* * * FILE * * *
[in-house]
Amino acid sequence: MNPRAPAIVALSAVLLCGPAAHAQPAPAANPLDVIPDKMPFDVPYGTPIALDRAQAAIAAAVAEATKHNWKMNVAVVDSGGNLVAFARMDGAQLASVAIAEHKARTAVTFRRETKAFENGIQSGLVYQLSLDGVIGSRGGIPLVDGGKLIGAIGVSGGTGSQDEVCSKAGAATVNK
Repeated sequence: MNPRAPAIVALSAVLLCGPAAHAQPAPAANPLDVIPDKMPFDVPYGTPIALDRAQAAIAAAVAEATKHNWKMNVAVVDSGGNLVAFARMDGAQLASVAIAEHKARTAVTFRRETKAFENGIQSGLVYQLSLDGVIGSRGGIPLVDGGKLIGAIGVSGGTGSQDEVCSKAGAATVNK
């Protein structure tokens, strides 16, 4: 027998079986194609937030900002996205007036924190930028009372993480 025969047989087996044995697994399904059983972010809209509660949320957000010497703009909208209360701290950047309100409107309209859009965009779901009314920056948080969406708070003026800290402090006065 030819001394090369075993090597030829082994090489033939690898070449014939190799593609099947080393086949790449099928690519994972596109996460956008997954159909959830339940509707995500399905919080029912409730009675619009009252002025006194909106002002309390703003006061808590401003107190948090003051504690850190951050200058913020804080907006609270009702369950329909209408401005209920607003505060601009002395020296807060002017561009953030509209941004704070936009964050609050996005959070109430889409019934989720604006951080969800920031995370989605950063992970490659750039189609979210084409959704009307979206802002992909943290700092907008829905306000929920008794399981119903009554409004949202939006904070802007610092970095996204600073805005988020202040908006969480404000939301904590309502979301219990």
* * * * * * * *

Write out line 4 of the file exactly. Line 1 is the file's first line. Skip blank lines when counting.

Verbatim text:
């Protein structure tokens, strides 16, 4: 027998079986194609937030900002996205007036924190930028009372993480 025969047989087996044995697994399904059983972010809209509660949320957000010497703009909208209360701290950047309100409107309209859009965009779901009314920056948080969406708070003026800290402090006065 030819001394090369075993090597030829082994090489033939690898070449014939190799593609099947080393086949790449099928690519994972596109996460956008997954159909959830339940509707995500399905919080029912409730009675619009009252002025006194909106002002309390703003006061808590401003107190948090003051504690850190951050200058913020804080907006609270009702369950329909209408401005209920607003505060601009002395020296807060002017561009953030509209941004704070936009964050609050996005959070109430889409019934989720604006951080969800920031995370989605950063992970490659750039189609979210084409959704009307979206802002992909943290700092907008829905306000929920008794399981119903009554409004949202939006904070802007610092970095996204600073805005988020202040908006969480404000939301904590309502979301219990």